The Bass, Berry & Sims international trade team is actively monitoring the situation in Russia and Ukraine and providing real-time advice to clients on managing the situation. This post summarizes new U.S. sanctions and export restrictions as of April 11. This post supplements our previous summaries, which are available by following the links at the end of this blog post.

Commerce Expands Export Restrictions Against Russia and Belarus; Adds to List of Countries Exempt from the Foreign Direct Product (FDP) Rule.

On April 9, the U.S. Commerce Department, Bureau of Industry & Security (BIS) announced that it has expanded the license requirement for exports to Russia and to Belarus of Categories 0, 1, and 2 of the Commerce Control List (CCL). BIS also removed Belarus from eligibility for license exception AVS. BIS had previously established a license requirement for Russia and Belarus for categories 3 through 9 of the CCL.  See our posts from February 25 and March 3 on previous license requirements.

As a result of the April 9 action, all items subject to the Export Administration Regulations (EAR) other than items covered under EAR99 now require a license to export, re-export, or transfer (in-country) to Russia and Belarus. In addition to the license requirement for all items on the CCL, all foreign direct product (FDP) items derived from any CCL item are now subject to the same license requirements. The rule became effective on April 8.

On April 8, BIS announced that Iceland, Liechtenstein, Norway, and Switzerland have been added to the list of countries excluded from the FDP rule as applied to Russia and Belarus. BIS is adding these countries because they have committed to implementing substantially similar export controls on Russia and Belarus. This action brings the total number of countries excluded from application of the FDP rule to 37. See our related post from March 7.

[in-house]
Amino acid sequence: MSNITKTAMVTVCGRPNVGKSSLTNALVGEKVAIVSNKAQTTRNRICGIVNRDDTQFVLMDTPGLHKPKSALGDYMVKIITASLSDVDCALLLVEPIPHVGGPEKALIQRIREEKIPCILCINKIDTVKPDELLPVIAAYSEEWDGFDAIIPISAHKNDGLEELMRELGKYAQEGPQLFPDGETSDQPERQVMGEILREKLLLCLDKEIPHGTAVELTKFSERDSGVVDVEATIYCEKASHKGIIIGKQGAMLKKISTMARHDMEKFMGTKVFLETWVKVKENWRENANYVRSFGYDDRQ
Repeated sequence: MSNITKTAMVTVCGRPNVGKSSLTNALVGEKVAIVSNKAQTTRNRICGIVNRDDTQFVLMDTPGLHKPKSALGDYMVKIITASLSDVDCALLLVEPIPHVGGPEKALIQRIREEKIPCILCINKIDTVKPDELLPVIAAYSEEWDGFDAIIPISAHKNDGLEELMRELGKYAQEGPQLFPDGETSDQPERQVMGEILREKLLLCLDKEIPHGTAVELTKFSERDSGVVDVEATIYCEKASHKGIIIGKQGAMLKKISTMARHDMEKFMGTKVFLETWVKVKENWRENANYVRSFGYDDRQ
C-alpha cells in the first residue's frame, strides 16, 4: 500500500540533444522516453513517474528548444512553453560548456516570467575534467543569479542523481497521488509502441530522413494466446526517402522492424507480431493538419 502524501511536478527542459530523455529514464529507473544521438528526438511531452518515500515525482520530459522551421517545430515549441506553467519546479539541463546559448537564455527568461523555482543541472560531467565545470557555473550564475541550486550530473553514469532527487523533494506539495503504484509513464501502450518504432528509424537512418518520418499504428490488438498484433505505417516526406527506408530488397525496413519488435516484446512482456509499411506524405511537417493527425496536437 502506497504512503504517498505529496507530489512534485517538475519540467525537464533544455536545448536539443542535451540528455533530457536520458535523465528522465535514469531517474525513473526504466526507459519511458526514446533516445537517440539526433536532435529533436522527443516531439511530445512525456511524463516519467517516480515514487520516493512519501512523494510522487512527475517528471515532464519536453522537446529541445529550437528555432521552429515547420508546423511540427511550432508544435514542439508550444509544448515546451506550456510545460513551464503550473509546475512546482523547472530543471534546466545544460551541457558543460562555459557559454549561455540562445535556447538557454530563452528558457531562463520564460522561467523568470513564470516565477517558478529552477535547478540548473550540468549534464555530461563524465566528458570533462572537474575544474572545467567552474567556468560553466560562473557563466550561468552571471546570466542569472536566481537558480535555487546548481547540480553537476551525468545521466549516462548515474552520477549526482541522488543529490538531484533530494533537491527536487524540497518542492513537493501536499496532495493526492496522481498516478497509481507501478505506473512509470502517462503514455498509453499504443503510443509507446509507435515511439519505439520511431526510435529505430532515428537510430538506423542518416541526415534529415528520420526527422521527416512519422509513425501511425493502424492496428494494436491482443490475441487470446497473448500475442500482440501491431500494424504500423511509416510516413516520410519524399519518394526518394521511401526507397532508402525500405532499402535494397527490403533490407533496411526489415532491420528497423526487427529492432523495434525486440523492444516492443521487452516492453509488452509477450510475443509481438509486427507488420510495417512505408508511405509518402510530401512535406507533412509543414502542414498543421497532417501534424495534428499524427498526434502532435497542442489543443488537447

Departments of State and Treasury Block Russia State-Owned Enterprises

On April 7, the U.S. Treasury Department, Office of Foreign Assets Control (OFAC) issued sanctions against Public Joint Stock Company Alrosa (Alrosa), a Russian state-owned enterprise (SOE) and the world’s largest diamond mining company. Alrosa was previously subject to Russia Directive 3, which was issued on February 24 and limited U.S. persons in dealing with new debt and equity of Alrosa and other named entities. With the designation, effective immediately, Alrosa and any entity in which Alrosa holds a 50% or more ownership interest are subject to full blocking sanctions. Alrosa is also sanctioned by Canada, the United Kingdom, New Zealand, and the Bahamas. The State Department and OFAC also designated United Shipbuilding Corporation (USC), a major Russian SOE responsible for construction of Russia’s warships. In addition to USC, 28 subsidiaries and eight board members were designated.

OFAC Revises Certain Russia-Related GLs and Issues New GLs

Also on April 7, OFAC announced that it has revised three General Licenses (GLs) and issued two new GLs, as follows:

  • GL 9C extends authorization for transactions ordinarily incident and necessary to dealings in debt or equity related to specified financial institutions. GL 9C supersedes GL 9B dated April 6, 2022; the expiration date for authorization under GL 9C differs depending on the financial institution involved.
  • GL 10C extends authorization for transactions ordinarily incident and necessary to wind down derivative contracts entered into with specific financial institutions. GL 10C supersedes GL 10B dated April 6, 2022; the expiration date for authorization under GL 10C differs depending on the financial institution involved.
  • GL 21A authorizes until June 7, 2022, financial activities ordinarily incident and necessary to the wind down of the operations of Sberbank CIB USA, Inc. and Alrosa USA, Inc. GL 21A supersedes GL 21 dated April 6, 2022
  • GL 24 authorizes until May 7, 2022 all transactions ordinarily incident and necessary to wind down transactions involving Alrosa.
  • GL 25 authorizes transactions ordinarily incident and necessary to the receipt or transmission of telecommunications and other communications software, hardware, and technology providing services such as email, video conferencing, web browsing, and social networking. GL 25 does not relieve licensing requirements under the EAR.

If you have any questions or need assistance related to this evolving situation or other international trade matters, please contact the authors. To read our previous coverage concerning the Russia-Ukraine situation, click the links below: